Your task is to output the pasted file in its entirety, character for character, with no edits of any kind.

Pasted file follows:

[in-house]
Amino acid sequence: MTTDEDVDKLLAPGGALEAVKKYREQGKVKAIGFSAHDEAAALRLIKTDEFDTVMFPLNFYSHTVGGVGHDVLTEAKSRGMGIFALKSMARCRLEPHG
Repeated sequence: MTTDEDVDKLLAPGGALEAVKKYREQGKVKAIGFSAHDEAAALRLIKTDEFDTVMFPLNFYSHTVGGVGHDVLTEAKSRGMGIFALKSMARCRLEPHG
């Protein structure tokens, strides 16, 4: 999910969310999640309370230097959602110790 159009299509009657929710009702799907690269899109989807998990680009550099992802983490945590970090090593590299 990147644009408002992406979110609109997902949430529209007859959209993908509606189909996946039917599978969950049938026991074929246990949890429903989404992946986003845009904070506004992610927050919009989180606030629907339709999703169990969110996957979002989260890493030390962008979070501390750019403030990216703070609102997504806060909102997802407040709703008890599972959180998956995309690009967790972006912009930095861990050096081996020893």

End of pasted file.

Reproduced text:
[in-house]
Amino acid sequence: MTTDEDVDKLLAPGGALEAVKKYREQGKVKAIGFSAHDEAAALRLIKTDEFDTVMFPLNFYSHTVGGVGHDVLTEAKSRGMGIFALKSMARCRLEPHG
Repeated sequence: MTTDEDVDKLLAPGGALEAVKKYREQGKVKAIGFSAHDEAAALRLIKTDEFDTVMFPLNFYSHTVGGVGHDVLTEAKSRGMGIFALKSMARCRLEPHG
């Protein structure tokens, strides 16, 4: 999910969310999640309370230097959602110790 159009299509009657929710009702799907690269899109989807998990680009550099992802983490945590970090090593590299 990147644009408002992406979110609109997902949430529209007859959209993908509606189909996946039917599978969950049938026991074929246990949890429903989404992946986003845009904070506004992610927050919009989180606030629907339709999703169990969110996957979002989260890493030390962008979070501390750019403030990216703070609102997504806060909102997802407040709703008890599972959180998956995309690009967790972006912009930095861990050096081996020893």